Us Christians can be very confusing sometimes. We say all the time that there is only one God and He is the same today, yesterday, and forever more. We also say that our God is the epitome of love. Then, we look at the Old Testament with stories about God’s anger and wrath being poured out both on Israel and her enemies, and we tell ourselves that God is different now. But wait, didn’t we just say a second ago that God never changes? So if God never changes, but the God of the New Testament is different than the God of the Old Testament, then how can they both be the same? Well, I’ll tell you: there is no Old Testament God. And there isn’t a New Testament God either. There is only one God, and He is the same today, yesterday, and forever more, regardless of how our perceptions of Him change.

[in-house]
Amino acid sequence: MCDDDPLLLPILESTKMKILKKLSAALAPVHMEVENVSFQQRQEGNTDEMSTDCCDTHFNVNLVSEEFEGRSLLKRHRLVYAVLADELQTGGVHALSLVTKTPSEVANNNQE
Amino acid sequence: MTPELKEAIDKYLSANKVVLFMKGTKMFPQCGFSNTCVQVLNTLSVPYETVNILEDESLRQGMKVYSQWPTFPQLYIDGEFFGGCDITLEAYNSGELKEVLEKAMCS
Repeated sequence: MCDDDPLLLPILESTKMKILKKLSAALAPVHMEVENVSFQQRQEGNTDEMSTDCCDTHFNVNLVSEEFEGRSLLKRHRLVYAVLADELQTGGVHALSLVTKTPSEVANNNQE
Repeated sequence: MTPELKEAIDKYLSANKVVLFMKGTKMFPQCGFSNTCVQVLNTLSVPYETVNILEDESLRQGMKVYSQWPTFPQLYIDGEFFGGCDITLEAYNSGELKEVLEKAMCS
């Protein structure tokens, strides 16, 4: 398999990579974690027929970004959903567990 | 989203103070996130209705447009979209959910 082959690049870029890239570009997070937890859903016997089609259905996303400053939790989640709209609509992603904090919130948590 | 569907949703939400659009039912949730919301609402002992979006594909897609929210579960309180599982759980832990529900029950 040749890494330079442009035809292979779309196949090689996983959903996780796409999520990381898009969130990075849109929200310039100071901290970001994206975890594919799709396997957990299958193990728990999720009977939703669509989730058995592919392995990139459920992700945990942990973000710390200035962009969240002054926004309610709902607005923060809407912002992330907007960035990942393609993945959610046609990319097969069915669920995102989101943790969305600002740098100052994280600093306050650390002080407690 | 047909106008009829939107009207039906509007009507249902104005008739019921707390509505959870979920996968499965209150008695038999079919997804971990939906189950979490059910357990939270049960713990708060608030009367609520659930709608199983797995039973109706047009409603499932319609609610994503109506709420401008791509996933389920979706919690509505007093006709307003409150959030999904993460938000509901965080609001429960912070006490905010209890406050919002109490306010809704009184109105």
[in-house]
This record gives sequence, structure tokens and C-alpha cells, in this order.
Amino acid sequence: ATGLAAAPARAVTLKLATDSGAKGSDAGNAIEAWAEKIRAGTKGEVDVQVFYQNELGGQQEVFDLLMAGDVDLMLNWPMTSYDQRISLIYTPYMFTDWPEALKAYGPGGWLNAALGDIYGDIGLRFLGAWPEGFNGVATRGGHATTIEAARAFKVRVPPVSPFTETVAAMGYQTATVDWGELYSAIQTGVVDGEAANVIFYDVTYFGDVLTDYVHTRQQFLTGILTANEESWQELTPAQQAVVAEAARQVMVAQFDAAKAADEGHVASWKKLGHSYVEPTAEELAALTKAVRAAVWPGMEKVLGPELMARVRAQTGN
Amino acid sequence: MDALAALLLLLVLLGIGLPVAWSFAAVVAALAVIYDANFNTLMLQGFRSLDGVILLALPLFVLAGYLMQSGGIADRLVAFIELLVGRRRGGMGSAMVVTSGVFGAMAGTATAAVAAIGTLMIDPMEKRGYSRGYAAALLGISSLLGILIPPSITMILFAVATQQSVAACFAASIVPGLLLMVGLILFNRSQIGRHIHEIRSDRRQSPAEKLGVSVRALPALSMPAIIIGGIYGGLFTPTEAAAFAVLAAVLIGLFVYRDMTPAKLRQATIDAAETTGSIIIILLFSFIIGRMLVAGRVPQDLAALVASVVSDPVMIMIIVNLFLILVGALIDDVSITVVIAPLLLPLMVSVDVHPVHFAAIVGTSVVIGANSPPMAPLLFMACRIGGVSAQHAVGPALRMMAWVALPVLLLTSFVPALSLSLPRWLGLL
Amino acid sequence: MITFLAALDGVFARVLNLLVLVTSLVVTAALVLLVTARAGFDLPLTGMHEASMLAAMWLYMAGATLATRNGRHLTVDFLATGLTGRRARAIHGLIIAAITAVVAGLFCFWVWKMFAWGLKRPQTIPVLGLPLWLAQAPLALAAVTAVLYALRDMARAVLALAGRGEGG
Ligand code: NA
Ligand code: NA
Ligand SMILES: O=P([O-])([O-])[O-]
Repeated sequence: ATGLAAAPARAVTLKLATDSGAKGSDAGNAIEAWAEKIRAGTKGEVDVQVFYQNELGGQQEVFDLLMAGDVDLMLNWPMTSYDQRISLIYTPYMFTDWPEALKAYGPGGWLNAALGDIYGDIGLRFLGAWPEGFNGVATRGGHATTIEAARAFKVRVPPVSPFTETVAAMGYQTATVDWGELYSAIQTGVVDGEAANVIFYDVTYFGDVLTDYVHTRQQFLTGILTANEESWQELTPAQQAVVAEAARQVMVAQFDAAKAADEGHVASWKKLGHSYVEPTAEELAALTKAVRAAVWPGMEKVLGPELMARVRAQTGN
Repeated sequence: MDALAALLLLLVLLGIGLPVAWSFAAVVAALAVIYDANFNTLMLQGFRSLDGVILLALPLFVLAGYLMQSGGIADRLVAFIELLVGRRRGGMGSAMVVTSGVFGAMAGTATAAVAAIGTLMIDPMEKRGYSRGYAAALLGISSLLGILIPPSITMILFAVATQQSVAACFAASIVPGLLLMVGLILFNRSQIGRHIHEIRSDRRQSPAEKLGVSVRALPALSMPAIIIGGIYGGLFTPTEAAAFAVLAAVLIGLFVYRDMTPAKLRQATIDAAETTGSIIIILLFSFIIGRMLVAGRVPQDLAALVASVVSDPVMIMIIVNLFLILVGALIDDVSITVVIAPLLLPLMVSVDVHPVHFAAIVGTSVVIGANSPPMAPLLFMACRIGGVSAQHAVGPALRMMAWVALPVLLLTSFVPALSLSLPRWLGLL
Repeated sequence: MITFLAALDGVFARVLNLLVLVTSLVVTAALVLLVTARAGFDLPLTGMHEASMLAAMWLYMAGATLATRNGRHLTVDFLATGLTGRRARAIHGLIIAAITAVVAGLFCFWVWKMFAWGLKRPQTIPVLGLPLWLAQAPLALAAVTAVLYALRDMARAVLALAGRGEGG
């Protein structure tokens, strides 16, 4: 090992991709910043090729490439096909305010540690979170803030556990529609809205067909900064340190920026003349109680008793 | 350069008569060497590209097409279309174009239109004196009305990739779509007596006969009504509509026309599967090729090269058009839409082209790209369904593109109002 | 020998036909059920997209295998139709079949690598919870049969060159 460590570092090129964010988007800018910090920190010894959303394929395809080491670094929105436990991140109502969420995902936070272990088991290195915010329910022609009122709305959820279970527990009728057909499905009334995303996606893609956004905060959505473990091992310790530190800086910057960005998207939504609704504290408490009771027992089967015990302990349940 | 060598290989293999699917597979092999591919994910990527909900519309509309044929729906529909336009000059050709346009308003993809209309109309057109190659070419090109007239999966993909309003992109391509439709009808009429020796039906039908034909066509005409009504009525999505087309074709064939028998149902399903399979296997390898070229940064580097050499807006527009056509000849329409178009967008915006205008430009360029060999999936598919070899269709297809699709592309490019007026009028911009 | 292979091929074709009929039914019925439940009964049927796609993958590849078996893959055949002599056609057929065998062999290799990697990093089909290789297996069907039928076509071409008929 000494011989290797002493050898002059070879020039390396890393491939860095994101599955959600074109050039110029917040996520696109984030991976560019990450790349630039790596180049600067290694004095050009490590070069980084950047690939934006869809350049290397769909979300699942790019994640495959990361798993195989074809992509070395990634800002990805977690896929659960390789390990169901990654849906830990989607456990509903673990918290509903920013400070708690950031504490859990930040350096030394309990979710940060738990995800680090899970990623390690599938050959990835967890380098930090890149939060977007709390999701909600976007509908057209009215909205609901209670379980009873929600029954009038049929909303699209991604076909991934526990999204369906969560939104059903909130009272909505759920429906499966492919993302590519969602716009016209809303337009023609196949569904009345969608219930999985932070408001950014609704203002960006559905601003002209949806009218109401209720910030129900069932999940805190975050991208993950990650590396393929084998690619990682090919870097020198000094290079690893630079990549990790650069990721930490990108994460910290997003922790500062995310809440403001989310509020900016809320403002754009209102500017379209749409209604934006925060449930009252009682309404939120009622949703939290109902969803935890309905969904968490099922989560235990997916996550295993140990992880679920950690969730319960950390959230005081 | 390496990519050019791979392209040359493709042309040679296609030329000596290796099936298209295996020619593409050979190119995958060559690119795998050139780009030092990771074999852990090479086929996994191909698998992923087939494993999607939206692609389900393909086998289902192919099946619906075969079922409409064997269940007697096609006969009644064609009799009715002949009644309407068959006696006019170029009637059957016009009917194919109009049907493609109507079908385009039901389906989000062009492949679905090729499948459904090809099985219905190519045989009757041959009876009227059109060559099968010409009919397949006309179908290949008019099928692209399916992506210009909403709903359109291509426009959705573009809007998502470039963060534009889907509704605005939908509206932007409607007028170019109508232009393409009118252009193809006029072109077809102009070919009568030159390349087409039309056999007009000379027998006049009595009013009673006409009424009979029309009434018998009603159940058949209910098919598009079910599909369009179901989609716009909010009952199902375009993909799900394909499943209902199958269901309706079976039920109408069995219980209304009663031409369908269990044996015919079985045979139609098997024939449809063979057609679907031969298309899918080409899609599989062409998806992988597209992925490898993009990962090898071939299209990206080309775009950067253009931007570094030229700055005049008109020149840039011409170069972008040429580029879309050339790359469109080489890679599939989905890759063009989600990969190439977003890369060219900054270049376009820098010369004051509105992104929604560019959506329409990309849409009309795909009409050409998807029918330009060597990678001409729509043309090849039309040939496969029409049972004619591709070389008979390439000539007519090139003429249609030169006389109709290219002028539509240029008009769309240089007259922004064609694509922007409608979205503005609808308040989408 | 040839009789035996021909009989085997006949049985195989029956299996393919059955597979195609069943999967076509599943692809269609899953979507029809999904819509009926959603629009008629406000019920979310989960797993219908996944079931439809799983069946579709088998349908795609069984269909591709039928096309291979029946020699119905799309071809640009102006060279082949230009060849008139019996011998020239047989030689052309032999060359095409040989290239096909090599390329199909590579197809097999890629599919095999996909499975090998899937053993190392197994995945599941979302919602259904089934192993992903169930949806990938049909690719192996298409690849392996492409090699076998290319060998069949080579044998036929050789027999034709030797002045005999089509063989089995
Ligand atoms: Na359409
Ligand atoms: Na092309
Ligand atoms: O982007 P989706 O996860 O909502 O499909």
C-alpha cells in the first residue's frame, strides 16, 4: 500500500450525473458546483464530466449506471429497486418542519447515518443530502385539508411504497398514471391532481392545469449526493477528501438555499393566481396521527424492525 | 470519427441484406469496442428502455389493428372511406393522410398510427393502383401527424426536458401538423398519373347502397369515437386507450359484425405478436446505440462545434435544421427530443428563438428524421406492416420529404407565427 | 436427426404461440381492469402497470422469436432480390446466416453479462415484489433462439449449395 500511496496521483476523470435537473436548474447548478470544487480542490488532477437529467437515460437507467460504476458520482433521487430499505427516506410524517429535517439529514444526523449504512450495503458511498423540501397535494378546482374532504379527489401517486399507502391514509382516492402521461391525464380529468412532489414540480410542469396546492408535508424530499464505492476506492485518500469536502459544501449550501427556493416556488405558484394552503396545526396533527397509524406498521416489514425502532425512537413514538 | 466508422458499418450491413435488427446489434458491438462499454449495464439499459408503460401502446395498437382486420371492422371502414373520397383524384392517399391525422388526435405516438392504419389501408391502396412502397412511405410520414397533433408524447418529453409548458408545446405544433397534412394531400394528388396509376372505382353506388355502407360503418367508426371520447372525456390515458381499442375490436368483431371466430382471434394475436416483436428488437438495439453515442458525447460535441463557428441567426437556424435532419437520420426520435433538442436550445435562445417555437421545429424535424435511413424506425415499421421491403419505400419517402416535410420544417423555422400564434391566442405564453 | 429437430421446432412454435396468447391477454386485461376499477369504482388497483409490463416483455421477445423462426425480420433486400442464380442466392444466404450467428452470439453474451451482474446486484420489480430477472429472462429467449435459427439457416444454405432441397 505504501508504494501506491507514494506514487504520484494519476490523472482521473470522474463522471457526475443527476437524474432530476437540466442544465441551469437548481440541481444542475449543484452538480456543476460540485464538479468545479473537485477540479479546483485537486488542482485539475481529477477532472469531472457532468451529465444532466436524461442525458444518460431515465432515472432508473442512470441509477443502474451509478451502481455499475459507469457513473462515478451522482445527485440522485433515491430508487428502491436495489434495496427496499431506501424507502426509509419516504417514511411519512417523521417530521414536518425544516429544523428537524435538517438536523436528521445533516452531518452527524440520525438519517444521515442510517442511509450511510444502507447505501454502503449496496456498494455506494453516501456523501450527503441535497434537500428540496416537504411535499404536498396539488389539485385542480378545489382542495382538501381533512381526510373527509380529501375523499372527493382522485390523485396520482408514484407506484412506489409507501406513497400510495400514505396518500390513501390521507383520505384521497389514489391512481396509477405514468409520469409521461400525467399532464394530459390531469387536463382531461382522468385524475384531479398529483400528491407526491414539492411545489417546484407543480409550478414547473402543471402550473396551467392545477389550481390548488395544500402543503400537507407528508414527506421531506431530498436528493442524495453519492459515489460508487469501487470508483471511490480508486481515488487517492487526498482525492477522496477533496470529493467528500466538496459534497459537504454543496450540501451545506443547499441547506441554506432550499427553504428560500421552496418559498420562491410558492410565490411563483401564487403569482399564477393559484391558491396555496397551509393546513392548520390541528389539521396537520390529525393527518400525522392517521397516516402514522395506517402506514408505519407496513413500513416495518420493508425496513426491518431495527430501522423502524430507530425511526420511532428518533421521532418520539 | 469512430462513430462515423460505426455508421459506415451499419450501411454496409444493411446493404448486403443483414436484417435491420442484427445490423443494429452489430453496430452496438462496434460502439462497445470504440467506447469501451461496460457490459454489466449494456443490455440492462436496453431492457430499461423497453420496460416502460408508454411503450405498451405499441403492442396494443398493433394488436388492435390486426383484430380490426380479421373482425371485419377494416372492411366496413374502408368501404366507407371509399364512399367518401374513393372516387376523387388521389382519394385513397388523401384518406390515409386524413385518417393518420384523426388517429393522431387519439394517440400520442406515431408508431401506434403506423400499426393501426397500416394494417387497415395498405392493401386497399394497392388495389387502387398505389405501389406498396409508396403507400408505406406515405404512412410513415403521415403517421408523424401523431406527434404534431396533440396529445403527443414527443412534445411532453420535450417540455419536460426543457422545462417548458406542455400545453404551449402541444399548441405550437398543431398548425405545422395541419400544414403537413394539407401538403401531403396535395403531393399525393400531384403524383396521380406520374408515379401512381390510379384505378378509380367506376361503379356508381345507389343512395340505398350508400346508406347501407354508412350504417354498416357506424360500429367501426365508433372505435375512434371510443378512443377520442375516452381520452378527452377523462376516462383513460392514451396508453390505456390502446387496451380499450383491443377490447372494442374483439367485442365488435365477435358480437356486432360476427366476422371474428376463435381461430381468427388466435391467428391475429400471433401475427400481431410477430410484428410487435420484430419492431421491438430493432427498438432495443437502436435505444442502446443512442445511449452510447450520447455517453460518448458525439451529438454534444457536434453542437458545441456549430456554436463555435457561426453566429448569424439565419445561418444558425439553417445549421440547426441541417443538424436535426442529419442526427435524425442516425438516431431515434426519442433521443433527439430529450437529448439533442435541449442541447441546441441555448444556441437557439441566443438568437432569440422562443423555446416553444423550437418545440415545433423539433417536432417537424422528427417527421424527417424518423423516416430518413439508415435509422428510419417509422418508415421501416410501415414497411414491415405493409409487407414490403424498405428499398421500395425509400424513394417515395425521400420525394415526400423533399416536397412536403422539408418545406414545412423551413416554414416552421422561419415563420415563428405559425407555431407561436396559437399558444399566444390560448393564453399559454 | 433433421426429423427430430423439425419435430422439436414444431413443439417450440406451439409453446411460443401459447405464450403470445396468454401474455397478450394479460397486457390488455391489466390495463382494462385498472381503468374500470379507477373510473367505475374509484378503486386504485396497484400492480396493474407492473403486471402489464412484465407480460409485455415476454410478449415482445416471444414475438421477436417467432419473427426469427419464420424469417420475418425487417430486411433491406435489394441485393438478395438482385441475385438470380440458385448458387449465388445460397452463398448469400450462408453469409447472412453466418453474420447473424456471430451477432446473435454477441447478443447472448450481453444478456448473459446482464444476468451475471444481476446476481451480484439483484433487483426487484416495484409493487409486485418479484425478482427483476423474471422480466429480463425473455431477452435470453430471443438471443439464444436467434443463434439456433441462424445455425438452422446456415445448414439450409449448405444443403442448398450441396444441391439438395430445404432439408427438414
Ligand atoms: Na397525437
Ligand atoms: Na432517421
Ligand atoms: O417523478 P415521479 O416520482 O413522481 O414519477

As part of Missio Dei, the team is reading the entire Bible from cover to cover in 90 days, which ends up being about 10-15 chapters a day. We finally started the New Testament earlier this week, and going into it I was expecting to see it in a new light after coming straight from the Old Testament. And I did. But it wasn’t at all what I expected. I thought that I would see Jesus as being even more merciful and kind in comparison to all of the judgement brought on in the Old Testament. But instead, I saw that Jesus was much more confrontational than I remembered from Sunday School or even my own readings over the years. I saw that even though it’s understandable that Jesus wasn’t quite what the Jews were expecting, He was much closer than we normally give Him credit for. He was a very passionate person, both in His mercy and in His judgement. Don’t get me wrong, God is love, I’m not denying that. But ignoring the wrongdoings of those around you isn’t love. Jesus loved the Pharisees. I feel like we don’t ever think about that. We know that Jesus said to love our enemies and pray for those who persecute us, but for some reason we feel like the Pharisees are the exception since Jesus didn’t really have any good experiences with them. We don’t see Him going out of His way to help them or heal them. We don’t even read it anywhere that He prayed for them. But He did. To say otherwise is to say that Jesus didn’t practice what He preached. So if we believe that Jesus showed love to His enemies, and in all of His encounters with the Pharisees we see Him rebuking and correcting them, we have to believe that these are both parts of love. Jesus didn’t accept them just as they were. He pushed them, He argued with them, He even called them a “brood of vipers.” But it was all done in the same way that the prophets of the Old Testament warned Jerusalem of impending destruction if the didn’t turn from their evil ways. Correcting them, showing a better way, and helping them to walk that path – even if that means being harsh when they wouldn’t listen – that is love. Kindness is an aspect of love, but it doesn’t encompass it. Mercy is an aspect of love, but it doesn’t encompass it. In order to fully love someone, you can’t just accept them as they are. You need to believe in their ability to improve and push them towards it. I’m not saying that you can’t love them where they’re at, but don’t settle with letting them stay there. None of us are perfect, we all have flaws, things we can work on. So if we aren’t helping our friends – and our enemies – to be the best they can be, what kind of Christians are we?